Still, the Neapolitans, mostly struggling without much money or any earth, manage to garden. For the less lucky, it’s a couple of potted plants that have to share a balcony with the drying sheets. For the slightly luckier, the balcony might begin to resemble a terrace.
Riot on the balcony
And for the luckier still, a rooftop on which to grow some colorful stuff in pots.
Rooftop high above the vespas
As far as I’ve observed, nobody wastes a speck of sunshine in Naples. It’s a dark city, with streets that are provably too narrow to support the two-way traffic plus parking plus pedestrians that they support. But if you have any light at all, you grow something. And this will to grow was profoundly moving, mainly because life in those breezeless alleys strikes me as rather tough. Hot, noisy, dirty, and poor.
Still, opera wafts up out of the alley apartments, and every balcony has a collection of plants. It’s this proud insistence on beauty in the midst of many unbeautiful things that gives Naples its romance.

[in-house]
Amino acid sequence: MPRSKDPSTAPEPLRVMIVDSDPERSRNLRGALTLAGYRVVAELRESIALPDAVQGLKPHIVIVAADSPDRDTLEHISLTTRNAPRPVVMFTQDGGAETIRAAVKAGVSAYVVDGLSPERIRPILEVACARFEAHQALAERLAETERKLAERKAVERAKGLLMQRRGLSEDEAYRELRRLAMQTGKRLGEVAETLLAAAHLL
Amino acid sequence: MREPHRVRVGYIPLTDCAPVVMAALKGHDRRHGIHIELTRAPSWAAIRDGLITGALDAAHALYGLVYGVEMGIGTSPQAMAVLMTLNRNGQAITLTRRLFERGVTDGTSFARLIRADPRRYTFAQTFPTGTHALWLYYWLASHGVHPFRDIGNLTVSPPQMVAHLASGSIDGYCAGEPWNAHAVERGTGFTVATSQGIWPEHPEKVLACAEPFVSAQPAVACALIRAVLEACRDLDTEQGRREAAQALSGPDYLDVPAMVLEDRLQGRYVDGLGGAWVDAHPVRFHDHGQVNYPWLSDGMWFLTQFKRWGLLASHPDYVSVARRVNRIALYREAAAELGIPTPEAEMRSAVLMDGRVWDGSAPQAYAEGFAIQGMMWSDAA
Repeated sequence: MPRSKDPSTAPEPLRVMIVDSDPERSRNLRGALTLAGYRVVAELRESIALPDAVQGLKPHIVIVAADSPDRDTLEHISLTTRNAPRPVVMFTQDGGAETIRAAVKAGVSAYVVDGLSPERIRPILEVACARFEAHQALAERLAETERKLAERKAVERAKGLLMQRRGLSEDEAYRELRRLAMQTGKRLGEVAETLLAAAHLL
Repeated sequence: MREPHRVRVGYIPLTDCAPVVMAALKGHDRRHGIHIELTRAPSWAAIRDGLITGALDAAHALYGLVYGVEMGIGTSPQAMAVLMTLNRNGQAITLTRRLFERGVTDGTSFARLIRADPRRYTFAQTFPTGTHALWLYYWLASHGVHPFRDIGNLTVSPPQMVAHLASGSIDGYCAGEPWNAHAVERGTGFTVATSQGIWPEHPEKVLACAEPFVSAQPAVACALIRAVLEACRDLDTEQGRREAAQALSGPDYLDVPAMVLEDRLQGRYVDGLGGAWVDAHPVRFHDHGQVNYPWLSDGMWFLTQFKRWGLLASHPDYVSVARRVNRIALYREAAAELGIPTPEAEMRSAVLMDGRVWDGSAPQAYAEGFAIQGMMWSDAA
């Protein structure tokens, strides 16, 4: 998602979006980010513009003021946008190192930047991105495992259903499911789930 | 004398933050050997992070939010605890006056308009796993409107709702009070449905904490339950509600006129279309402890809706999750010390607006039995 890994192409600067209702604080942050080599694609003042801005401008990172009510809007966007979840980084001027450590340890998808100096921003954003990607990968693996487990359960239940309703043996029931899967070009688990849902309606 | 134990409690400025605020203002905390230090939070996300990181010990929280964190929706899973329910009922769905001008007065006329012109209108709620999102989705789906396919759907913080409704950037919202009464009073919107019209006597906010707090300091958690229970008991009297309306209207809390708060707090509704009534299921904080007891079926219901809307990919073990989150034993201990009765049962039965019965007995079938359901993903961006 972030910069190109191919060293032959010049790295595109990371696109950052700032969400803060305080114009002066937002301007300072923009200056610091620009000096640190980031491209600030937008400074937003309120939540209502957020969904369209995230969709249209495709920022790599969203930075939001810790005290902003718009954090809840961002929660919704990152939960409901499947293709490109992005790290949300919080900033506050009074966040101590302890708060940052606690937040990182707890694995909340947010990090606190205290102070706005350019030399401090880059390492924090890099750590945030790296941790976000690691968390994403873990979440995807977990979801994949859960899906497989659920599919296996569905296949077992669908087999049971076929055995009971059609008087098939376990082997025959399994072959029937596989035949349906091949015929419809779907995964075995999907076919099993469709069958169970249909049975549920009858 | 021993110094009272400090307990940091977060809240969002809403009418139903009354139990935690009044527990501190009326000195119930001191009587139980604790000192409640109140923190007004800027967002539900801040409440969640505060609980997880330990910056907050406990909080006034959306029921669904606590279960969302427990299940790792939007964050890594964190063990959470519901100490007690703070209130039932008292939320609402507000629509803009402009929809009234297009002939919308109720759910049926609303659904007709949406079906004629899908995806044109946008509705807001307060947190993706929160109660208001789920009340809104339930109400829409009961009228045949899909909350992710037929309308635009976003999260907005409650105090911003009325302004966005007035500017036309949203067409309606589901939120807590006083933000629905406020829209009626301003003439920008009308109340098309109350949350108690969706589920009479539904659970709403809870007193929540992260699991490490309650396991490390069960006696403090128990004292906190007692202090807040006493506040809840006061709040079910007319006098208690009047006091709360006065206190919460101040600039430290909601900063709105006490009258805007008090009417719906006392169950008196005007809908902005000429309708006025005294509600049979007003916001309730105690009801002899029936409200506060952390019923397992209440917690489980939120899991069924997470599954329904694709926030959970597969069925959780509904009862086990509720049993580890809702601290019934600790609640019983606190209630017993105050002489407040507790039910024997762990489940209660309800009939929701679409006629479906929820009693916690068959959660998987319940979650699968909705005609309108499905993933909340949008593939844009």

Naples made me recognize something about my own impulse to garden: a pot of bougainvillea on a balcony or 50 lilies in a flower-bed, they’re both about exerting some control in an anarchic world. Garden in any way at all, you’ve given yourself at least one view that forces the world to come up to your standards.
So much is out of our control: disappearing species, the overtaxing of water resources, incessant truck noise, sprawling development based on the insane assumption of limitless cheap energy that threatens to mar every beautiful landscape all over the planet. Global warming, a problem that required really serious political leadership in Washington some 20 years ago–and is still lacking it. We can all buy Priuses, but that is a drop in the bucket when our craven political leaders still allow the smutty burning of coal for half our electricity. So what can the ordinary, powerless person do?
Raise a ruckus where possible. And otherwise garden. He or she can make a stand, can say to everybody who rapes the earth for profit and to the political powers that allow it to happen, "You can screw up the universe, but in my backyard, or on my balcony, or on my rooftop, there will be nature and there will be beauty."
Gardening may only give us the illusion of control, but such are the threads that human happiness hangs by.